Photo Credit: courtesy, Sivan Rahav Meir
Sivan Rahav Meir

What do we do about boredom? The Torah portion of Beha’alotecha is full of the nation’s complaints. In places named Taveirah (Conflagration – representing Hashem’s burning anger) and Kivrot Hata’avah (Graves of Craving – signifying the fate of those who had a strong craving for meat), the people express great frustration before Moshe Rabbeinu. Our commentators explain that they did not find meaning in what they were doing, did not connect to the wonderful prospect of leaving Egypt, and therefore complained.

Rabbi Yaakov Edelstein once asked what would happen if someone repeated a chewing motion if there was nothing in his mouth. Soon enough, He would get tired. You are invited to try it. It is truly tiring to chew and chew when your mouth is empty.


But what happens when there is a delicious cake in your mouth, the rabbi asked, or some other delectable food? Then we have the capacity to chew well, and to take another bite and then another, and not pay any attention whatsoever to the energy we expend. Why? There is a pleasant flavor that we taste. So too in life. In work, in raising children, in learning, in keeping mitzvot. We do not always experience sweetness in every action, but generally it is worthwhile to find and taste the flavor in what we do – not to just chew for no reason.


The Time Is Short And The Love Is Great

Summer vacation is almost here. Ruhama Vogel, principal of the Amit Ori High School in Ma’ale Adumim, wrote to her school community regarding the next two months. She dedicated her message to the memory of Ella Or, z”l, a former student at the school who perished in a flash flood at Nahal Tzafit several years ago:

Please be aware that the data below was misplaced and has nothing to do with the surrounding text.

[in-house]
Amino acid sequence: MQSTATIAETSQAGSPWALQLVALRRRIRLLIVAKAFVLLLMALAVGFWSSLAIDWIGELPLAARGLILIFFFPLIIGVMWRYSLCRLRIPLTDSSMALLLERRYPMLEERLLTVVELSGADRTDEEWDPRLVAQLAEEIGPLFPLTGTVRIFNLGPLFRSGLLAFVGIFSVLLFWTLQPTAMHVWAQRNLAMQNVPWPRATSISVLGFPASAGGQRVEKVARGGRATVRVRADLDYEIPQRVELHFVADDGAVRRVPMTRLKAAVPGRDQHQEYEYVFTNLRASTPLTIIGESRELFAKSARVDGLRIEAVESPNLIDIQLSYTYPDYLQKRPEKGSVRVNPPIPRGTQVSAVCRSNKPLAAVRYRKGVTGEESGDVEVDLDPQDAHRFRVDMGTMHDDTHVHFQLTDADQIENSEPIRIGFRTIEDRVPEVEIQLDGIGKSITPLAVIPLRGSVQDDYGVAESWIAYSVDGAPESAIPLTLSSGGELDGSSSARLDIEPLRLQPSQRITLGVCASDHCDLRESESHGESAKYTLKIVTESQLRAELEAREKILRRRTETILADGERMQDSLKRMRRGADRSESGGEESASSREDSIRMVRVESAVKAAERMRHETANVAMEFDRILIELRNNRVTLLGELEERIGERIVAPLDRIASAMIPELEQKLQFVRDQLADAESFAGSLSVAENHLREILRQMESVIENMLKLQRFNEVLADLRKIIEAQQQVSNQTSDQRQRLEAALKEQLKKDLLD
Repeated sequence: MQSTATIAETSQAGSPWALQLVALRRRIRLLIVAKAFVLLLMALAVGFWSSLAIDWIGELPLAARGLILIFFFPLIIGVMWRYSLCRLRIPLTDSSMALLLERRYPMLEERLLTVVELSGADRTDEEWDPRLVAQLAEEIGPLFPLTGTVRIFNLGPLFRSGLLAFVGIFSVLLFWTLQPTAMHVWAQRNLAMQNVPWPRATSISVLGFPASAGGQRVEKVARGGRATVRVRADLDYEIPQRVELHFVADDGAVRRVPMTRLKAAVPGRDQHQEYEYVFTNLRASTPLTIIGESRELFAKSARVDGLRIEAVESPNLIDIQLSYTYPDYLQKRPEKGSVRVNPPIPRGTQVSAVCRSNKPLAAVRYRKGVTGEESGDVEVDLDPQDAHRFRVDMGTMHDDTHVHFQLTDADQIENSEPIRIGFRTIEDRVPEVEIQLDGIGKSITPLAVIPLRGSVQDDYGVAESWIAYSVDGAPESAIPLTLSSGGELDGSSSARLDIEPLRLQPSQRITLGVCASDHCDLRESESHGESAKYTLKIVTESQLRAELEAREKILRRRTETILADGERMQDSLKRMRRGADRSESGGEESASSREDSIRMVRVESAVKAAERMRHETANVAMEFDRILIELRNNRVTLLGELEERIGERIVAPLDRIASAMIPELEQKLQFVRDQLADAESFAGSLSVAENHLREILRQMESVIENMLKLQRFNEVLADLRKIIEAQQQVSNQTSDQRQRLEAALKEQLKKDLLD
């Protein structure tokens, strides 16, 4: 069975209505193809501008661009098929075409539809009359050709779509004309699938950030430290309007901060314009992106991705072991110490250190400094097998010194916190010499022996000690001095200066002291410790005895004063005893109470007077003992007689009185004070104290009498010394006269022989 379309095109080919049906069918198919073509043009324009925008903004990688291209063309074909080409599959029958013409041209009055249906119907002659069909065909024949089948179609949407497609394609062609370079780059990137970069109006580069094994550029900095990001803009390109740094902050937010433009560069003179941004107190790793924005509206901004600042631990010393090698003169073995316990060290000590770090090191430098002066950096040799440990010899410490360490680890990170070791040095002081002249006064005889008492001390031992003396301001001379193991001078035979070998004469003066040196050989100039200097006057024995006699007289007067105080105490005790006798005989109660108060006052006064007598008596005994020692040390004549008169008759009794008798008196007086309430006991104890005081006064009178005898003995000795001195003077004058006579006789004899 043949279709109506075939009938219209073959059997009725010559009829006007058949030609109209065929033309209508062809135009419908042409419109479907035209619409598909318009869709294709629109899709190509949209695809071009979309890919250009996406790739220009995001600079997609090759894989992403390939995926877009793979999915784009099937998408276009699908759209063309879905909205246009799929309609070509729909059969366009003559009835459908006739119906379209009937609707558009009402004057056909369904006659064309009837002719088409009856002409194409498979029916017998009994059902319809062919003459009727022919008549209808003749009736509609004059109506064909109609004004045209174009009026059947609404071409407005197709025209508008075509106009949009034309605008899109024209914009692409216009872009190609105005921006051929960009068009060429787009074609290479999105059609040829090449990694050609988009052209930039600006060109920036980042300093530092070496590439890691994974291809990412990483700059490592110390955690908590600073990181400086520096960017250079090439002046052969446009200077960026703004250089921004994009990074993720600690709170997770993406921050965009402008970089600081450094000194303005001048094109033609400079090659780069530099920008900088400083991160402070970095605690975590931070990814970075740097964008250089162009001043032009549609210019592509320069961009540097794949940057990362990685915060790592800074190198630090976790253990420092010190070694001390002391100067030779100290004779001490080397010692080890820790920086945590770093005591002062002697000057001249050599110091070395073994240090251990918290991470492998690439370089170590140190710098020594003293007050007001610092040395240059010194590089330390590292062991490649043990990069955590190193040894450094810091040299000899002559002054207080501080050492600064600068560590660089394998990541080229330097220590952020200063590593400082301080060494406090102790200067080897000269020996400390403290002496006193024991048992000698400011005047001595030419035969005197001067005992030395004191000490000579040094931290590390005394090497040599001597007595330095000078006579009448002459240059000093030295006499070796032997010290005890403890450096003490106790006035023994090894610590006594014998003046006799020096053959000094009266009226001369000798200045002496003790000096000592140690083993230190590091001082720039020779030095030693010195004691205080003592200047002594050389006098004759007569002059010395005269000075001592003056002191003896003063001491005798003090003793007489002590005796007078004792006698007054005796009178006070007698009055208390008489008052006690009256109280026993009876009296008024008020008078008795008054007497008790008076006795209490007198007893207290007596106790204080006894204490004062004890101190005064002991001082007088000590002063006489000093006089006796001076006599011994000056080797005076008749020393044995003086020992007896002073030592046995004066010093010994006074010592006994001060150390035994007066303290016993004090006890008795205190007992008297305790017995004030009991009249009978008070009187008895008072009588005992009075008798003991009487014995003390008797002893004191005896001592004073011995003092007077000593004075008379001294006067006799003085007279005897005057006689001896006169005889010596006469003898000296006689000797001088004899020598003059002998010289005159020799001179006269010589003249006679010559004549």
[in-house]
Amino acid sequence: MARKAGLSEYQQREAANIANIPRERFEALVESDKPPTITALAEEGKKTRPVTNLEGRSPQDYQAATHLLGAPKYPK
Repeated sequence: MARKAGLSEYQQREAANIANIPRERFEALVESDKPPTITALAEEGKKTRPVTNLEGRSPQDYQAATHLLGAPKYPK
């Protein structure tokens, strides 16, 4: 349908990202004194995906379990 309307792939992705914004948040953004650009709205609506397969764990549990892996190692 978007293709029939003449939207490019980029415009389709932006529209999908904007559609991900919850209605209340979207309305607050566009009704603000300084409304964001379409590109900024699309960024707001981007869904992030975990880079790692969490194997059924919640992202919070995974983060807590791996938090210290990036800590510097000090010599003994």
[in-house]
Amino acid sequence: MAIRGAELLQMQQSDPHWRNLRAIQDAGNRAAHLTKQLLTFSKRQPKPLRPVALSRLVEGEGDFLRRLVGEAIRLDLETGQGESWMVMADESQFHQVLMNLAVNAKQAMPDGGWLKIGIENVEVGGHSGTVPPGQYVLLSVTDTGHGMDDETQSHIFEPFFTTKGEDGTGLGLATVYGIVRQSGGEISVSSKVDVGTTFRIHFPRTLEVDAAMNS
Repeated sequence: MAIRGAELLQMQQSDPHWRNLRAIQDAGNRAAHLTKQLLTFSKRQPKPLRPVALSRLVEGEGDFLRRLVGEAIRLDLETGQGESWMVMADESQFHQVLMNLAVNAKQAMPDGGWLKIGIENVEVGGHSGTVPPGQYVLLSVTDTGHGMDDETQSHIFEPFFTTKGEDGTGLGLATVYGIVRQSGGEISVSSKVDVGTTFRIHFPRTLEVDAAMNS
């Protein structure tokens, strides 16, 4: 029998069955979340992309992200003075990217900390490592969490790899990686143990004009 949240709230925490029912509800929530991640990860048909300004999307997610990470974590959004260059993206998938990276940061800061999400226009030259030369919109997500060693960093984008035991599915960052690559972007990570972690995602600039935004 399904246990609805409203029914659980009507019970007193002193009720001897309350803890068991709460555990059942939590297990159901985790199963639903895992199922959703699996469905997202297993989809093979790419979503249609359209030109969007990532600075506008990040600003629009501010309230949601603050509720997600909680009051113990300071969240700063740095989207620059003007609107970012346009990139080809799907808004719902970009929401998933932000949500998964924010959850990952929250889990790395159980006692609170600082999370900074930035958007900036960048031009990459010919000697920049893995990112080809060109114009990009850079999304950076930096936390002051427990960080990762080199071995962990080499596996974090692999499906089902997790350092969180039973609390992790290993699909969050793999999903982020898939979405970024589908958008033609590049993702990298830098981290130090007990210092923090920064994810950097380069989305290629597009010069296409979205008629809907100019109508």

The most precious resource in life, in which we all have an equal share, is time: A day in the life of Elon Musk, the richest person in the world, and a day in the life of the last of the beggars searching for food in the garbage, each lasts exactly 24 hours. Each minute is the same for everyone.

The most important question in life is how do we manage time, particularly the two months of vacation. It is customary to say: ‘The time is short and the task is great.’ (Pirkei Avot 2:15). Ella Or, z”l, gave this message her own twist: ‘The time is short and the love is great.’

Try to spend your vacation with this message of hers in mind. To transform these two months into days of love. Love for family – by strengthening your connection with parents and siblings, with grandpa and grandma. Love for society – through volunteering and helping others. Love for the Land of Israel – in taking trips throughout the country. Love for Torah – through studying out of desire, and not because of exams.

Apparently, this was what she knew in her subconscious mind, that her time was short. She would have celebrated her 22nd birthday this month. If only we can learn from her to truly live with the awareness that time is short, and that the love is great.

Take care of yourselves,


What’s The Last Verse In Tanach?

What’s the last verse in the Tanach (Bible)? This was the question asked by Emmanuel Zilberman, Director of the Jerusalem Education Administration, at the opening of the city’s elementary schools’ Bible contest.

He had first reminded us that we all know the first verse of the Bible: “In the beginning, G-d created the heavens and the earth.” But what about the last verse? Who knows it by heart?

So here, thousands of years after the verse that describes the creation of the world, the following verse arrives, at the end of the Book of Chronicles II: “So said Koresh the king of Persia: All the kingdoms of the earth has the Lord G-d of heaven delivered to me, and he has commanded me to build Him a house in Jerusalem, which is in Judea. Who is there among you from all his people? May the Lord his G-d be with him, and let him go up.”

This is fascinating. The Bible begins with the most global and universal message. It’s about G-d who created the universe, yet it ends with the most national and personal Jewish story: The same G-d who gave Koresh sovereignty over all the kingdoms on earth wants a little home in Jerusalem and wants us – with G-d’s help – to go up there. This is the last word in the Bible: “Vaya’al” (and let him go up). That we should never cease to go up and raise ourselves up, even when we are already in the Land of Israel.


Previous articleDon’t trip all over yourself! – News From The Torah [audio]
Next articleUnilever Sued by Shareholder Over Ben & Jerrys Boycott
Sivan Rahav-Meir is a popular Channel 12 News anchor, the host of a weekly radio show on Galei Tzahal, a columnist for Yediot Aharonot, and the author of “#Parasha.” Every day she shares short Torah thoughts to over 100,000 Israelis – both observant and not – via Facebook, Twitter, and WhatsApp. Translation by Yehoshua Siskin.